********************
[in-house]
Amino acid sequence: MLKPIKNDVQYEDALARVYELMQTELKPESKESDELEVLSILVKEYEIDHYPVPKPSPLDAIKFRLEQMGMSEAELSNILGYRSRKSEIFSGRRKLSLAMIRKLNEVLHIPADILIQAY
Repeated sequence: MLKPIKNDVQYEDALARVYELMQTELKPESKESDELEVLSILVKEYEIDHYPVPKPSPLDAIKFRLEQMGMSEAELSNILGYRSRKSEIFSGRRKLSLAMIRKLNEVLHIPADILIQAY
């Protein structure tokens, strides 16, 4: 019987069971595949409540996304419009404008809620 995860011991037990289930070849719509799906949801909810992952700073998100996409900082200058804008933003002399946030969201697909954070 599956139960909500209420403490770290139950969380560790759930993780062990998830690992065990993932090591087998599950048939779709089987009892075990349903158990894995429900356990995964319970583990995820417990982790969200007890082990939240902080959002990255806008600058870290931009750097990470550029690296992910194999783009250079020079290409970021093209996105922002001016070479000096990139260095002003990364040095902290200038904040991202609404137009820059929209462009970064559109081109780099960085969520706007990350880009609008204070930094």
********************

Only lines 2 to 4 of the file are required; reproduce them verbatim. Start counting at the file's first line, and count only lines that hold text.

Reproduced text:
Amino acid sequence: MLKPIKNDVQYEDALARVYELMQTELKPESKESDELEVLSILVKEYEIDHYPVPKPSPLDAIKFRLEQMGMSEAELSNILGYRSRKSEIFSGRRKLSLAMIRKLNEVLHIPADILIQAY
Repeated sequence: MLKPIKNDVQYEDALARVYELMQTELKPESKESDELEVLSILVKEYEIDHYPVPKPSPLDAIKFRLEQMGMSEAELSNILGYRSRKSEIFSGRRKLSLAMIRKLNEVLHIPADILIQAY
């Protein structure tokens, strides 16, 4: 019987069971595949409540996304419009404008809620 995860011991037990289930070849719509799906949801909810992952700073998100996409900082200058804008933003002399946030969201697909954070 599956139960909500209420403490770290139950969380560790759930993780062990998830690992065990993932090591087998599950048939779709089987009892075990349903158990894995429900356990995964319970583990995820417990982790969200007890082990939240902080959002990255806008600058870290931009750097990470550029690296992910194999783009250079020079290409970021093209996105922002001016070479000096990139260095002003990364040095902290200038904040991202609404137009820059929209462009970064559109081109780099960085969520706007990350880009609008204070930094």